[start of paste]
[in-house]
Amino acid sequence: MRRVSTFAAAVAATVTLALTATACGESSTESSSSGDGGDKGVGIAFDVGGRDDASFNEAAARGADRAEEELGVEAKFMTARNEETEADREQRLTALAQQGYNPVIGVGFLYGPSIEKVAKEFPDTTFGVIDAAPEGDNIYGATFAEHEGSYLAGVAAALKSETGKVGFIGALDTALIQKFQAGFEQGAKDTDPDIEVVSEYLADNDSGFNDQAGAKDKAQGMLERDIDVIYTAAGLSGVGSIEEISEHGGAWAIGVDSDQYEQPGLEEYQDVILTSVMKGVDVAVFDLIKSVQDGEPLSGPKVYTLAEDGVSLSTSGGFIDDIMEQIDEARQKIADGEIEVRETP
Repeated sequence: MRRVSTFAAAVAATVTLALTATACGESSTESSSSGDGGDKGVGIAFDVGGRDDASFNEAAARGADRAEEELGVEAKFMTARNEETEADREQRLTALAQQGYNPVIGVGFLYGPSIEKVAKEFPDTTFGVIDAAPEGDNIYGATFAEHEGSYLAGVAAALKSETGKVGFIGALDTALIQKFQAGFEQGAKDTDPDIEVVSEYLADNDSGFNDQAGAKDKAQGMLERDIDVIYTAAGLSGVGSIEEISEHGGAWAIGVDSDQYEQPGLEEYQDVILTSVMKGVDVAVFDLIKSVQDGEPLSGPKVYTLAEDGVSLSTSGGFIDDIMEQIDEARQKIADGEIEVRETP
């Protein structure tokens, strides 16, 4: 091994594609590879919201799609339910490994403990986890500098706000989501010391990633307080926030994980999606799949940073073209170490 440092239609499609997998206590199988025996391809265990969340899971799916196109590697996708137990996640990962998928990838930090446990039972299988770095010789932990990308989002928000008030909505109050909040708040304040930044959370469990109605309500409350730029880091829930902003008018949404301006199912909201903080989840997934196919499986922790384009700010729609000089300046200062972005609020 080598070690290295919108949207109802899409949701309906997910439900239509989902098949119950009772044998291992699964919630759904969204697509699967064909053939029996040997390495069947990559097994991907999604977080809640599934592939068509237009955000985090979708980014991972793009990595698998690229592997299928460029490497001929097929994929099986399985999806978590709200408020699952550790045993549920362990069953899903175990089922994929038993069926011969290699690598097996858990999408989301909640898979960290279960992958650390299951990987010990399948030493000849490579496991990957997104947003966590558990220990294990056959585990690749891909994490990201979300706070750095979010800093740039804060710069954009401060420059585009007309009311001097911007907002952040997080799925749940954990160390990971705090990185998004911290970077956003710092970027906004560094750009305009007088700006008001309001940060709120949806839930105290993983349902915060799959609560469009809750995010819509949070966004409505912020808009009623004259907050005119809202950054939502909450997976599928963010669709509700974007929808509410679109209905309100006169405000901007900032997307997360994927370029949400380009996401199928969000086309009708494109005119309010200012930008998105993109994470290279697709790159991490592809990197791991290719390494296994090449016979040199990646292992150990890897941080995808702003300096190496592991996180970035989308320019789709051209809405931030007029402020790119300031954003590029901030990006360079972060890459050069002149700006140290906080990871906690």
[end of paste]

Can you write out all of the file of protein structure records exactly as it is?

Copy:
[in-house]
Amino acid sequence: MRRVSTFAAAVAATVTLALTATACGESSTESSSSGDGGDKGVGIAFDVGGRDDASFNEAAARGADRAEEELGVEAKFMTARNEETEADREQRLTALAQQGYNPVIGVGFLYGPSIEKVAKEFPDTTFGVIDAAPEGDNIYGATFAEHEGSYLAGVAAALKSETGKVGFIGALDTALIQKFQAGFEQGAKDTDPDIEVVSEYLADNDSGFNDQAGAKDKAQGMLERDIDVIYTAAGLSGVGSIEEISEHGGAWAIGVDSDQYEQPGLEEYQDVILTSVMKGVDVAVFDLIKSVQDGEPLSGPKVYTLAEDGVSLSTSGGFIDDIMEQIDEARQKIADGEIEVRETP
Repeated sequence: MRRVSTFAAAVAATVTLALTATACGESSTESSSSGDGGDKGVGIAFDVGGRDDASFNEAAARGADRAEEELGVEAKFMTARNEETEADREQRLTALAQQGYNPVIGVGFLYGPSIEKVAKEFPDTTFGVIDAAPEGDNIYGATFAEHEGSYLAGVAAALKSETGKVGFIGALDTALIQKFQAGFEQGAKDTDPDIEVVSEYLADNDSGFNDQAGAKDKAQGMLERDIDVIYTAAGLSGVGSIEEISEHGGAWAIGVDSDQYEQPGLEEYQDVILTSVMKGVDVAVFDLIKSVQDGEPLSGPKVYTLAEDGVSLSTSGGFIDDIMEQIDEARQKIADGEIEVRETP
């Protein structure tokens, strides 16, 4: 091994594609590879919201799609339910490994403990986890500098706000989501010391990633307080926030994980999606799949940073073209170490 440092239609499609997998206590199988025996391809265990969340899971799916196109590697996708137990996640990962998928990838930090446990039972299988770095010789932990990308989002928000008030909505109050909040708040304040930044959370469990109605309500409350730029880091829930902003008018949404301006199912909201903080989840997934196919499986922790384009700010729609000089300046200062972005609020 080598070690290295919108949207109802899409949701309906997910439900239509989902098949119950009772044998291992699964919630759904969204697509699967064909053939029996040997390495069947990559097994991907999604977080809640599934592939068509237009955000985090979708980014991972793009990595698998690229592997299928460029490497001929097929994929099986399985999806978590709200408020699952550790045993549920362990069953899903175990089922994929038993069926011969290699690598097996858990999408989301909640898979960290279960992958650390299951990987010990399948030493000849490579496991990957997104947003966590558990220990294990056959585990690749891909994490990201979300706070750095979010800093740039804060710069954009401060420059585009007309009311001097911007907002952040997080799925749940954990160390990971705090990185998004911290970077956003710092970027906004560094750009305009007088700006008001309001940060709120949806839930105290993983349902915060799959609560469009809750995010819509949070966004409505912020808009009623004259907050005119809202950054939502909450997976599928963010669709509700974007929808509410679109209905309100006169405000901007900032997307997360994927370029949400380009996401199928969000086309009708494109005119309010200012930008998105993109994470290279697709790159991490592809990197791991290719390494296994090449016979040199990646292992150990890897941080995808702003300096190496592991996180970035989308320019789709051209809405931030007029402020790119300031954003590029901030990006360079972060890459050069002149700006140290906080990871906690």